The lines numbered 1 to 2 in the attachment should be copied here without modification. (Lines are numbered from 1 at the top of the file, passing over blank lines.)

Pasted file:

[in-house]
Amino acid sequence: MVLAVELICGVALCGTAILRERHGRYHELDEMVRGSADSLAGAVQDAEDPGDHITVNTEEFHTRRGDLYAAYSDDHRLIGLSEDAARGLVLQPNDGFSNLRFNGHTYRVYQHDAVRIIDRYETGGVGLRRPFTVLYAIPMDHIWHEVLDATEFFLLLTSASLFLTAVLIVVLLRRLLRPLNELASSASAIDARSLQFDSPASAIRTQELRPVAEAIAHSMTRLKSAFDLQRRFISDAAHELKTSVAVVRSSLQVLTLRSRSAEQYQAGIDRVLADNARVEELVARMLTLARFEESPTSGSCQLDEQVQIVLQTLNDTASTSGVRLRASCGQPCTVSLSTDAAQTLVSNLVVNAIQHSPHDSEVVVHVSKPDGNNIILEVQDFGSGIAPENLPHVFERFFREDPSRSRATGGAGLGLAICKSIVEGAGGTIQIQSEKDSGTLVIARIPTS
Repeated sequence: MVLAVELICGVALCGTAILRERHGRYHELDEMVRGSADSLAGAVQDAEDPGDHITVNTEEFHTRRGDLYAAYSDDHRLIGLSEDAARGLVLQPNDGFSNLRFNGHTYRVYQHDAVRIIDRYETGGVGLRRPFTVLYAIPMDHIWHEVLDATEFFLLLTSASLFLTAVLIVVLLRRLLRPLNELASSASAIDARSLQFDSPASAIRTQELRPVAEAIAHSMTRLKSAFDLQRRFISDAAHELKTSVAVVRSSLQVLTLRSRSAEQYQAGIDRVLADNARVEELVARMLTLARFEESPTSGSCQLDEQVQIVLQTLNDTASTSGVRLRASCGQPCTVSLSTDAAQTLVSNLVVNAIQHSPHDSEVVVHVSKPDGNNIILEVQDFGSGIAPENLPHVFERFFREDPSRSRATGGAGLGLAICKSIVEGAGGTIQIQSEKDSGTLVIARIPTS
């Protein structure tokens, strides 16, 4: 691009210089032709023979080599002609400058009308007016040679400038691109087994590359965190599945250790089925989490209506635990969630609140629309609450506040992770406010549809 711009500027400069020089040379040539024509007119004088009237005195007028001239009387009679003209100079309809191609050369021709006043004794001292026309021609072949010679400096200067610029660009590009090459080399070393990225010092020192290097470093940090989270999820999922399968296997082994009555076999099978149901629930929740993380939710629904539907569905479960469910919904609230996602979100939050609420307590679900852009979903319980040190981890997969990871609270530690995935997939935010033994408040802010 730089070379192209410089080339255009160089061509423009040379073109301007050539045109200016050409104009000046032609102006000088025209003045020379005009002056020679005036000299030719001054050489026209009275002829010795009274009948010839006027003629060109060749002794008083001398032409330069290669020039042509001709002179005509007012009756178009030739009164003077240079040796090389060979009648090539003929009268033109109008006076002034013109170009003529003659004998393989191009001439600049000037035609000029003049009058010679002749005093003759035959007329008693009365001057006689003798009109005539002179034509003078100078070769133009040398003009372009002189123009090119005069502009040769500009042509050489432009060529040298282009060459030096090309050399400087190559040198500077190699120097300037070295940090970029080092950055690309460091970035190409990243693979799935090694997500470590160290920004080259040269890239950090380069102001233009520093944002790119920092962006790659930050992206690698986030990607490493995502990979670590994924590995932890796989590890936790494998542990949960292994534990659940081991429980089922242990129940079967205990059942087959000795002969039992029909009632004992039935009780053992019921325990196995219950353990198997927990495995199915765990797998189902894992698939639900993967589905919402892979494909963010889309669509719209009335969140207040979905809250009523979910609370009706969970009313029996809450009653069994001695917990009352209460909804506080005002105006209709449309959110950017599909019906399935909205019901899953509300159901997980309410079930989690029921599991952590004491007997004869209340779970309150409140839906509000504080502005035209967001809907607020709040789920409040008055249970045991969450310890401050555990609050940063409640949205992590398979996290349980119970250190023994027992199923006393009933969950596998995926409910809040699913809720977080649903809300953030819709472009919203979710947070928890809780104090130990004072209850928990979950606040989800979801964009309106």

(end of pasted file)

[in-house]
Amino acid sequence: MVLAVELICGVALCGTAILRERHGRYHELDEMVRGSADSLAGAVQDAEDPGDHITVNTEEFHTRRGDLYAAYSDDHRLIGLSEDAARGLVLQPNDGFSNLRFNGHTYRVYQHDAVRIIDRYETGGVGLRRPFTVLYAIPMDHIWHEVLDATEFFLLLTSASLFLTAVLIVVLLRRLLRPLNELASSASAIDARSLQFDSPASAIRTQELRPVAEAIAHSMTRLKSAFDLQRRFISDAAHELKTSVAVVRSSLQVLTLRSRSAEQYQAGIDRVLADNARVEELVARMLTLARFEESPTSGSCQLDEQVQIVLQTLNDTASTSGVRLRASCGQPCTVSLSTDAAQTLVSNLVVNAIQHSPHDSEVVVHVSKPDGNNIILEVQDFGSGIAPENLPHVFERFFREDPSRSRATGGAGLGLAICKSIVEGAGGTIQIQSEKDSGTLVIARIPTS